Navigation Links
Cornell bioengineers discover the natural switch that controls spread of breast cancer cells
Date:1/23/2013

ITHACA, N.Y. With a desire to inhibit metastasis, Cornell biomedical engineers have found the natural switch between the body's inflammatory response and how malignant breast cancer cells use the bloodstream to spread. (PLOS ONE, Jan. 23, 2013)

Pro-inflammatory signaling molecules in blood called cytokines constitute a "switch" that induces the mechanism by which breast cancer cells "roll" and adhere to the blood vessel surface. The cancer cells eventually stick to the vessel and infiltrate it.

The laboratory of Michael R. King, Cornell professor of biomedical engineering has developed a flow chamber that mimics an inflamed endothelium (the blood vessel wall) and has used this to investigate the metastatic cascade.

In understanding the adhesive behavior of a particularly metastatic cell line, King and Yue Geng, graduate student in the field of biomedical engineering, discovered unexpectedly that these cells were unable to interact with selectins (receptor sites on the endothelium) a key step in the metastatic cascade. This mechanism is identical to how white blood cells infiltrate blood vessels to reach the site of inflammation.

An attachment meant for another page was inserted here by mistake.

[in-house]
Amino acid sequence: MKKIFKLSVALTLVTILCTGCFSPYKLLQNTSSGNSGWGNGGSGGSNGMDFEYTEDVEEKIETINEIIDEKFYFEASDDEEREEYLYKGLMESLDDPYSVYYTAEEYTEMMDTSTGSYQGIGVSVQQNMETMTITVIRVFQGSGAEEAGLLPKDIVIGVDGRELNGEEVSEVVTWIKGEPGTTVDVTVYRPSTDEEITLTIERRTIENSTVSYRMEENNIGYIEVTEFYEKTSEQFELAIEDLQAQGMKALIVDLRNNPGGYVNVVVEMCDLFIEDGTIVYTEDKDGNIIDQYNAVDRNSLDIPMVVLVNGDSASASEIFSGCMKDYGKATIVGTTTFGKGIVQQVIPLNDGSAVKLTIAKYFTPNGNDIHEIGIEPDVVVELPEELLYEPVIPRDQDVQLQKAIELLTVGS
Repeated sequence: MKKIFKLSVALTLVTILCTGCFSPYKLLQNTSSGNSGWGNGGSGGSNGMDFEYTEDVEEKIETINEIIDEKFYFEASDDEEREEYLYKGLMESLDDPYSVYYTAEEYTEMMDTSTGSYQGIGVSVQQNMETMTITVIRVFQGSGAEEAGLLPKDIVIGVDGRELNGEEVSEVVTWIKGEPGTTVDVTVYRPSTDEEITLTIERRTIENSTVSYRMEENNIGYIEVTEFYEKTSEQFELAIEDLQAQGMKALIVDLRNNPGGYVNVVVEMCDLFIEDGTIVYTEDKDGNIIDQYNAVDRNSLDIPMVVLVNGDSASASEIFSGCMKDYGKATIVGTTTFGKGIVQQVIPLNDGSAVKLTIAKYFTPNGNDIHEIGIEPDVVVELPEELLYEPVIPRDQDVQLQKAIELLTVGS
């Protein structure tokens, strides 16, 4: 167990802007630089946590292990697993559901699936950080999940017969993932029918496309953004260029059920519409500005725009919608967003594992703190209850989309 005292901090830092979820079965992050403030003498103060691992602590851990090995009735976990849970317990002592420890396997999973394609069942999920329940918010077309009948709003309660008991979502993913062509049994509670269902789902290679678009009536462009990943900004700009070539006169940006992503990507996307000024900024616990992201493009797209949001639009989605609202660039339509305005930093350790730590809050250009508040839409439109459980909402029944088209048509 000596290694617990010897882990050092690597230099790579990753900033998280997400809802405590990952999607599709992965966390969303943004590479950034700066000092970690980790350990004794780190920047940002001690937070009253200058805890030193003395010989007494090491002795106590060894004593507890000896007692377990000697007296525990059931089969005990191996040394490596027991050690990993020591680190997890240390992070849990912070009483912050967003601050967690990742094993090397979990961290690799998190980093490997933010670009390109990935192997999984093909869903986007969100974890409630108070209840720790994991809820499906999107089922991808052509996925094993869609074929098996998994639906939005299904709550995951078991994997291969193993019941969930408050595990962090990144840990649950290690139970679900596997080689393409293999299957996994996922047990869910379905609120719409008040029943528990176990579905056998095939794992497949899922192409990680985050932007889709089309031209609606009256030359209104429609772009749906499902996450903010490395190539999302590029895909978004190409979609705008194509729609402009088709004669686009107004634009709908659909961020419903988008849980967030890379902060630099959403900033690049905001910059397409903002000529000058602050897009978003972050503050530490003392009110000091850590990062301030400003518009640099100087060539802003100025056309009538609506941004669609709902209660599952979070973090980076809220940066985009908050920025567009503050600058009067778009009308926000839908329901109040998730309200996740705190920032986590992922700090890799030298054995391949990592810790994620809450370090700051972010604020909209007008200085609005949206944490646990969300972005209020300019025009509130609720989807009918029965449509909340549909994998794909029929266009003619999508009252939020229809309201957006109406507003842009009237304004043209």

Cancer has long been associated with inflammation the body's natural defense mechanism and now the researchers have demonstrated a definitive link. They found that the presence of pro-inflammatory molecules the cytokines IL-6 and TNF-alpha enable the malignant, hormone therapy-resistant breast cancer cells used in the study to adhere to the endothelial wall, leading to metastasis.

Before the cancer has spread, tumor cells first encounter IL-6 and TNF-alpha in the primary tumor's microenvironment. These cytokines induce proliferation and aggregation of cancer cells, triggering other cancer cells to secrete more cytokines, resulting in a positive feedback loop.

The bioengineers went on to design several different cell culture setups to culture cancer cells with human plasma, IL-6 and TNF-alpha to test their hypotheses that inflammatory molecules in blood may induce adhesion capability. All of them promoted breast cancer cell metastatic behavior.

To confirm the results, the scientists used more sophisticated, real-life 3-D tumor spheroids, which are more physiologically accurate. In fact, the spheroid tumor cells exhibited the most significant increase in the interaction between the cancer cells and the blood vessel. They also treated some of the samples with a known anti-inflammatory drug called Metformin, which blocks IL-6, and they found that these samples were not able to metastasize further accentuating their results.

Improving cancer treatment to fight metastasis via the bloodstream will depend on undoing this roll-and-stick mechanism of cancer cells, Geng says. The Cornell research could form the basis for immunotherapies to block the ligand-selectin binding of cancer cells, by first counteracting the inflammatory cytokines that, it seems, set the whole process in motion.


'/>"/>

Contact: John Carberry
jjc338@cornell.edu